Agile, Testing and DevOps: Are they a Separate conversation or a progression of capability?
DevOps, Testing and Agile have shared environments that facilitate working together. Spurred by greater demand for excellence, these three methods are more than simply adopting new tools and processes. The synergy involves building an evolving and a stable Continuous Integration (CI) Infrastructure, as well as an automated pipeline that moves deliverables from development to production to meet users’ expectations. They can work together, and the entire build process should be transparent, and it should enable and support development and operations. This transformation depends on: significant changes in culture; roles and responsibilities; team structure; tools and processes.
The Round Table session is for 45 minutes. The speaker at each table will have a set theme and delegates join any table that they are interested in. They are given all the topics with their joining instructions and again at the time of registration and so make their choice on the topics that they want to attend. This is a discussion group and so no presentation slides are necessary, but please submit a topic if you would like to chair a discussion on a topic related to Testing, Agile and DevOps.
We are inviting speakers – thought leaders, subject experts and start-up entrepreneurs – to share their knowledge and enthusiasm about their work and vision in these three fields. Please let us know too if you would like to participate in panel sessions only. Please also get in touch if you would like to participate in the Round Table session.
We understand that successful projects are written up as “White Papers”. Please share these with us. But projects that did not achieve their targets – “Black Papers”- are of interest to us too. They can be important topics of discussion / panels where you can present. Talk to us about both, we welcome your input.
We are also planning short “how to do” sessions or full-day workshops to run as pre or post conference events. Let us know if you have a related topic that you want to run as a workshop or an extended briefing.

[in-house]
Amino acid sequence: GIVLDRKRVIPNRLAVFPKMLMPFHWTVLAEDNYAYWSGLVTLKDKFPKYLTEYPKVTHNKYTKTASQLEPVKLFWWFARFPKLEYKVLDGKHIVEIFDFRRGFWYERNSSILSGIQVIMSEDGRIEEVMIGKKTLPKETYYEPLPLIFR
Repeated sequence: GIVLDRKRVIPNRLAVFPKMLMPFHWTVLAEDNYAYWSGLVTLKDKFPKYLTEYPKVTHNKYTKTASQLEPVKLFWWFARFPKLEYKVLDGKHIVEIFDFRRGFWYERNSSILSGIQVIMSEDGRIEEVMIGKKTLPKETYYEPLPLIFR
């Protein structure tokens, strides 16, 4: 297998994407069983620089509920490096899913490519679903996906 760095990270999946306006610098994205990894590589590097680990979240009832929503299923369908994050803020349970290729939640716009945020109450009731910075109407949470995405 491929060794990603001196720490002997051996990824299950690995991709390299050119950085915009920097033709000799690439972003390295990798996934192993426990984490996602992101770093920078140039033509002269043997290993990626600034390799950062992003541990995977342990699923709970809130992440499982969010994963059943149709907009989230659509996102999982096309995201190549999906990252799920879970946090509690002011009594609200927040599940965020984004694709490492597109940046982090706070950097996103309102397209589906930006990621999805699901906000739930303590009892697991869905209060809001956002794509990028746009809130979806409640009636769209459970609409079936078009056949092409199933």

Please complete the speaker’s response form and submit a proposal to present at this event.
UNICOM’s Code of Conduct & Views on Diversity
We at UNICOM strive to be a leading provider of knowledge to the business community and to engage the global business community as a specialised provider of knowledge. We strive to do this maintaining a culture of co-operation, commitment and trust. We want every UNICOM conference and training day to be a safe and productive environment for everyone – a place to share research and innovation and to build professional networks. To that end, we will enforce a code of conduct throughout all our events. We expect cooperation from all participants to help ensure a safe environment for everybody.
Our approach is that our events are dedicated to providing a harassment-free experience for everyone, regardless of gender, gender identity and expression, age, sexual orientation, disability, physical appearance, body size, race, ethnicity or religion. We do not tolerate intimidation, stalking, harassing photography or recording, sustained disruption of sessions or events, and unwelcome physical contact or sexual attention. We do not tolerate harassment of conference participants in any form. Sexual language and imagery is not appropriate for any conference venue, including talks, workshops, Twitter and other online media. Event participants violating these rules may be sanctioned or expelled from the event without a refund at the discretion of the conference organisers. Please bring your concerns to the immediate attention of the event staff.
Diversity: In our endeavour to be the provider of knowledge to the business community, we understand that this depends on hearing from and listening to a variety of perspectives that come from people of all races, ethnicities, genders, ages, abilities, religions, sexual orientation, and military service. We welcome diverse speakers for all our events, we do not always fully achieve this goal, but it is an ongoing process.
Zuzana (Zuzi) Sochova, Agile Enterprise Coach; Certified Scrum Trainer
The rules of work are changing. Agile Organization – Organization 3.0 reflects Agility, an understanding of tribal leadership models, and a recognition that new rules are needed to navigate new organizations that are changing the world today. Teamwork, collaboration, and positive relationships are what matter. If you cannot adopt the new standards, you will be left behind.